Eat More, Weigh Less, Wait, What?

Seeming to violate one the laws of physics, Dr. Dean Ornish has a diet plan that promises to reduce your weight while you eat more than you currently eat.  Actually a combination of exercise and diet, this regimen has a growing army of true believers.   The only catch?  Say goodbye to meat.

Dr. Ornish set out to create a meal plan to reverse heart disease.  This was a controversial goal, in that accepted medical wisdom held that surgery was the only way to successfully treat heart disease.  His diet of low fat, high fiber foods actually did help his heart patients.  To their happy surprise, they also lost weight, an average of 25 pounds the first year.

Fundamentally, the Ornish diet breaks foods into three groups: always, sometimes and never.  The always group is made up of those foods that you can eat whenever you want, in any quantity you want.  Wow.  In this category are beans and legumes, fruits, grains and vegetables.  The sometimes category contains foods that you can continue to eat, but in moderation.  These foods include non-fat dairy, such as skim milk, egg whites, non-fat yogurt and sour cream and low-fat cheeses.  The never category contains foods that you should never eat.  These foods have substantial fat components and are the primary cause of the heart diseases that Dr. Ornish set out to cure.  Among these never foods are meats (yes, all of them), nuts, oils and seeds, sugar and its derivatives, avocados and alcohol.  Additionally, all processed foods that contain more than 2 grams of fat are forbidden.

In addition, the Ornish prescribes (well, he is a doctor) a half hour of moderately intense exercise every day.  This, plus mediation, yoga or therapy for stress management is the doctor’s path to wellness.  The diet attacks a problem that is common to many diets, the dreaded plateau.  Often with diets, you lose weight happily for a week or two, then your body adjusts to the new, lower calorie intake and your weight loss stops.  Sometimes that plateau lasts a week; many times it lasts much longer.   This plateau period is the end of many diet programs.  The Ornish diet avoids the plateau by not reducing your calorie intake.  In many cases, you actually eat more calories.  The make-up of those calories changes, away from fat and toward fiber.  You feel hungry more often, but you can eat all you want from the always food groups, so you don’t feel deprived.  Since your body doesn’t face reduced calories, you don’t encounter the plateau.  A steady progression of weight loss can be maintained.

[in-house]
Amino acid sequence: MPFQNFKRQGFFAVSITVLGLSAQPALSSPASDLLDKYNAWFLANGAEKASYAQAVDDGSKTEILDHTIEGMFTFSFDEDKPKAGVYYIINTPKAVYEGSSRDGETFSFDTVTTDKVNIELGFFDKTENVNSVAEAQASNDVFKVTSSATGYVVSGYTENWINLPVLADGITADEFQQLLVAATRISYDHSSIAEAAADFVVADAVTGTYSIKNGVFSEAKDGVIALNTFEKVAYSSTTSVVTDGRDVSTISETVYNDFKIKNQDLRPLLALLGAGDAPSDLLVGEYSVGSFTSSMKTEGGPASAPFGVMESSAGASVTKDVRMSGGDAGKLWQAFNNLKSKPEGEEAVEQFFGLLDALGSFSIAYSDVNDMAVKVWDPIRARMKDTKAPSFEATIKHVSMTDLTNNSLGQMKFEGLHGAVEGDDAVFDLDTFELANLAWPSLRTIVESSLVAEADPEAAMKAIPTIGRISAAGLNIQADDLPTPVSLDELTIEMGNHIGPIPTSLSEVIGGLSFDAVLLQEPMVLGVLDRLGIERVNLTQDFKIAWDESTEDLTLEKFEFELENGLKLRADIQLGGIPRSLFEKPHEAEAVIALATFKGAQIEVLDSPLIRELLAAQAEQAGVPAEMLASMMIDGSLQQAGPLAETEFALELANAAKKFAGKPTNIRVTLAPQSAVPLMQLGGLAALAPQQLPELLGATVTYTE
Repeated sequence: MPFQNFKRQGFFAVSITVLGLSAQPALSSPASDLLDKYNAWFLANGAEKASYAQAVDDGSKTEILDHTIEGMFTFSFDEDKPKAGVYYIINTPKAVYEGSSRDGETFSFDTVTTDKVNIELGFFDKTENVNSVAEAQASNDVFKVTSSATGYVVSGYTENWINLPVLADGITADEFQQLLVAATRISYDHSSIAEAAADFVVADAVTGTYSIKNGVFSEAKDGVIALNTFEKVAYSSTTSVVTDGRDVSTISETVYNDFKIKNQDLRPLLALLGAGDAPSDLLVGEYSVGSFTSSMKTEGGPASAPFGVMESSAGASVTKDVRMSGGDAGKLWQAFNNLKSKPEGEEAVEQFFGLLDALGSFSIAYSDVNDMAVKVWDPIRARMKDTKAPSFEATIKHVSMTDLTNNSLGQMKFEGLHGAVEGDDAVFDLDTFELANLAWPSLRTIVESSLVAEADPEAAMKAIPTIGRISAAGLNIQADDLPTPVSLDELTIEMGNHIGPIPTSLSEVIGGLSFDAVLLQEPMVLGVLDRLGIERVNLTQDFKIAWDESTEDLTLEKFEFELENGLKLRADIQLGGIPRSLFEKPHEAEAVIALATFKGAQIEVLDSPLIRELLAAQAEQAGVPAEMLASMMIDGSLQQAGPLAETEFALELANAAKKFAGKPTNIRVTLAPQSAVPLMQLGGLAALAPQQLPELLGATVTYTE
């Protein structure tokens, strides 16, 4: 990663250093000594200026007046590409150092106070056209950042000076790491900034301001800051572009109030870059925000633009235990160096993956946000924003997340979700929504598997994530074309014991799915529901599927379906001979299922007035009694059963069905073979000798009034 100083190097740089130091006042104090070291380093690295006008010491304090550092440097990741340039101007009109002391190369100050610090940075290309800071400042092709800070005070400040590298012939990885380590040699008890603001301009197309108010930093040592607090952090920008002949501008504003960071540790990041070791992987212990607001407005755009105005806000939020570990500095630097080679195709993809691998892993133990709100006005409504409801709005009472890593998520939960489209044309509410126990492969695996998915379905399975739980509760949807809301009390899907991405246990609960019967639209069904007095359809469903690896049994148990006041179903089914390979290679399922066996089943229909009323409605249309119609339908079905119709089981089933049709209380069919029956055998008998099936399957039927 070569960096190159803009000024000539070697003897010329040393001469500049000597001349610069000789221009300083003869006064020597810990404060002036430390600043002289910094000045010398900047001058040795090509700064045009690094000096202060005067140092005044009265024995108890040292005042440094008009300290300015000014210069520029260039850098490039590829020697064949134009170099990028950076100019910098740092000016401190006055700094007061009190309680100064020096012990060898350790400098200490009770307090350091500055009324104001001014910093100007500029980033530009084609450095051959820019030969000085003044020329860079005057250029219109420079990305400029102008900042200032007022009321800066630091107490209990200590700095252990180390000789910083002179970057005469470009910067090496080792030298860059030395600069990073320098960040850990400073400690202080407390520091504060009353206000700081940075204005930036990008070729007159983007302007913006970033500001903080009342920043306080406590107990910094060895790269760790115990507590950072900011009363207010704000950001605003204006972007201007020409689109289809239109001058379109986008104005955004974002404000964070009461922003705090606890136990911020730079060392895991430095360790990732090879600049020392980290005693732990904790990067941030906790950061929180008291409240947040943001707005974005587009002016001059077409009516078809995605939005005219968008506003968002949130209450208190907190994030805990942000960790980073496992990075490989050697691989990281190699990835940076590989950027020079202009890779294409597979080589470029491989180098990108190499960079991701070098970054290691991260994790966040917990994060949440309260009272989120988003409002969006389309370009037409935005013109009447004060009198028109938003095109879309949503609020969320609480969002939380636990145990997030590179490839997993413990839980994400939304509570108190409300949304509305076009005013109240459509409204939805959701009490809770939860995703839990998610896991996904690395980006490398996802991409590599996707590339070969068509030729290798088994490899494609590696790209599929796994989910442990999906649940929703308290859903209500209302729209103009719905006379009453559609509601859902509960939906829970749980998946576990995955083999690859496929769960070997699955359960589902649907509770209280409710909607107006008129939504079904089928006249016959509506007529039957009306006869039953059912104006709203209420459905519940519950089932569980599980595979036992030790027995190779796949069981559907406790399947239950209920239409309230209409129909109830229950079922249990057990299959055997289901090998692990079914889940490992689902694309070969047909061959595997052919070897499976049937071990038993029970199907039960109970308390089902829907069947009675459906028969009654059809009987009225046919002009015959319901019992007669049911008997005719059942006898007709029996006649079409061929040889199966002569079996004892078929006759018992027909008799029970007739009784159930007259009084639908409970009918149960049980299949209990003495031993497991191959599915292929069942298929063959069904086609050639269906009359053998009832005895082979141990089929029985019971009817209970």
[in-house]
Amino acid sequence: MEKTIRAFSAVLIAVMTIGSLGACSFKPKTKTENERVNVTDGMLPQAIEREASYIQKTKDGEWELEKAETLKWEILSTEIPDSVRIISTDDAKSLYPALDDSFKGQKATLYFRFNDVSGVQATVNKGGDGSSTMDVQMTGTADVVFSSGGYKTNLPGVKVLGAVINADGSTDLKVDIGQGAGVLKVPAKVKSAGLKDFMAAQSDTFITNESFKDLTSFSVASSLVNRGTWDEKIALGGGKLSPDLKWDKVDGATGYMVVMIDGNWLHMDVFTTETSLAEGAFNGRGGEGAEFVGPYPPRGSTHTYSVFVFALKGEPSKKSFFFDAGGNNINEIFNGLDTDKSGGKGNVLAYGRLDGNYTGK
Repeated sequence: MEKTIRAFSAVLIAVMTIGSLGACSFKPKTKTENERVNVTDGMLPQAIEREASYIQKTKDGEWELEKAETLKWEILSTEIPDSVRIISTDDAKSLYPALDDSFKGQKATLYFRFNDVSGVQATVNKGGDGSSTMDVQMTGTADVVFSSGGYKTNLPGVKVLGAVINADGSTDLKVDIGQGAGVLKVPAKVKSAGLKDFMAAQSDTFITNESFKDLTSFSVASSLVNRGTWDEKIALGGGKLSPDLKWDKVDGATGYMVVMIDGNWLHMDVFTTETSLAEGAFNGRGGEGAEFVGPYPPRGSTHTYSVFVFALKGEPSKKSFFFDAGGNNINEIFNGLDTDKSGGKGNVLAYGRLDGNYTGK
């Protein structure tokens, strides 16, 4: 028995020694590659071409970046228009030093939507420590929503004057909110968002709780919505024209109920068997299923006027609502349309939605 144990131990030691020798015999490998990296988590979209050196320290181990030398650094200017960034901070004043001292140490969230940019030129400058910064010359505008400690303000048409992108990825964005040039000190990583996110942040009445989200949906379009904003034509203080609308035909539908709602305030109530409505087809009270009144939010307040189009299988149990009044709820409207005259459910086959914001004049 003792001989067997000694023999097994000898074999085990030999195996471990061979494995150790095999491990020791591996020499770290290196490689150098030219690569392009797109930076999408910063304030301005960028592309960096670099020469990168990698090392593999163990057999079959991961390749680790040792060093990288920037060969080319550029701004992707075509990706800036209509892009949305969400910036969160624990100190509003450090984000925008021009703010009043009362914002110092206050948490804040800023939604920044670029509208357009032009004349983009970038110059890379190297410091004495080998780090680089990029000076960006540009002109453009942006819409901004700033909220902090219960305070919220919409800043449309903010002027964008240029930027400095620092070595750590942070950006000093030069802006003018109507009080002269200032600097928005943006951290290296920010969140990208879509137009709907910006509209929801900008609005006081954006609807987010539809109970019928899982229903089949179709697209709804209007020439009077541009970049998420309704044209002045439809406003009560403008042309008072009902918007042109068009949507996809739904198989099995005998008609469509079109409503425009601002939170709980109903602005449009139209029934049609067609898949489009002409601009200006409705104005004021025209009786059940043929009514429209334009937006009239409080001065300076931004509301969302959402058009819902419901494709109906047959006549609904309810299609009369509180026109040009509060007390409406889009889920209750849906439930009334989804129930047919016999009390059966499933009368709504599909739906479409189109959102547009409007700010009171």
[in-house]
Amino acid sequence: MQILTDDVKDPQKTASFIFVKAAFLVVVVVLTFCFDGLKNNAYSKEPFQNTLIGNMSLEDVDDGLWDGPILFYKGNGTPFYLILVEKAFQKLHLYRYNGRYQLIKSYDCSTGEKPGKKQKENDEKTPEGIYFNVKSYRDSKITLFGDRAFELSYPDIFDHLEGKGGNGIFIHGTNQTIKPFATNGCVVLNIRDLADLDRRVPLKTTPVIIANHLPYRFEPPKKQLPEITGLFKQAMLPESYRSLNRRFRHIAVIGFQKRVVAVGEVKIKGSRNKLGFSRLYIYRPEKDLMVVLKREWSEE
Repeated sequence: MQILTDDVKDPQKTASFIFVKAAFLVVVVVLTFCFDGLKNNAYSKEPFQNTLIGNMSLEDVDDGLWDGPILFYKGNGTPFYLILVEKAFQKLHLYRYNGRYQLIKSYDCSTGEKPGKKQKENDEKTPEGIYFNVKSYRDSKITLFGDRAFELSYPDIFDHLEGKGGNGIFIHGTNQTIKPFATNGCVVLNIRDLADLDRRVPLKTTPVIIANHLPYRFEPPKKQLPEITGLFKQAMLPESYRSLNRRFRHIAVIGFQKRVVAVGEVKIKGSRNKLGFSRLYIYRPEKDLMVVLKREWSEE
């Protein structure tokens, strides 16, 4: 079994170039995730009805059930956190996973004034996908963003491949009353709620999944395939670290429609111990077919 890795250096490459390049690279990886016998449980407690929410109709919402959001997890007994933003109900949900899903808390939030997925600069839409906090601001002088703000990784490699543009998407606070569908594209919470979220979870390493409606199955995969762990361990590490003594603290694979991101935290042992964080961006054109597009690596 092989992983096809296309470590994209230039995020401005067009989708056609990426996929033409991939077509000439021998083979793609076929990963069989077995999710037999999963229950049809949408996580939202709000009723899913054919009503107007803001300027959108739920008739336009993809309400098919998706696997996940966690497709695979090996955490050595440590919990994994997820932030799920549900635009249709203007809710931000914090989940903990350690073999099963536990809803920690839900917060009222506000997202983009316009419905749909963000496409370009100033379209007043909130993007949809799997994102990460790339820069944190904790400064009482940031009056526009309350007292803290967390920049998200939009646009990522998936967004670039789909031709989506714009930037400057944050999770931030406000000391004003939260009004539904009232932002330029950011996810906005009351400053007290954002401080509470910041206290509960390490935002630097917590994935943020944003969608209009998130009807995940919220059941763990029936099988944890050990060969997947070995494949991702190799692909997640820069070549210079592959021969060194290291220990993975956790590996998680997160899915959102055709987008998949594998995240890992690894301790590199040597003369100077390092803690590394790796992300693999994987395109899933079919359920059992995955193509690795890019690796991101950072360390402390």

Is this the diet for you?  How much to you like eating meat?  That is a fundamental question for those considering the Ornish diet.  If you are ready to take on vegetarianism, this could be a very good way to get healthy and lose some weight.  Can’t give up the cheeseburger?  Then move along, there’s nothing here for you.

Has the Ornish diet changed your life?  Click on the Comment button and tell us about it.

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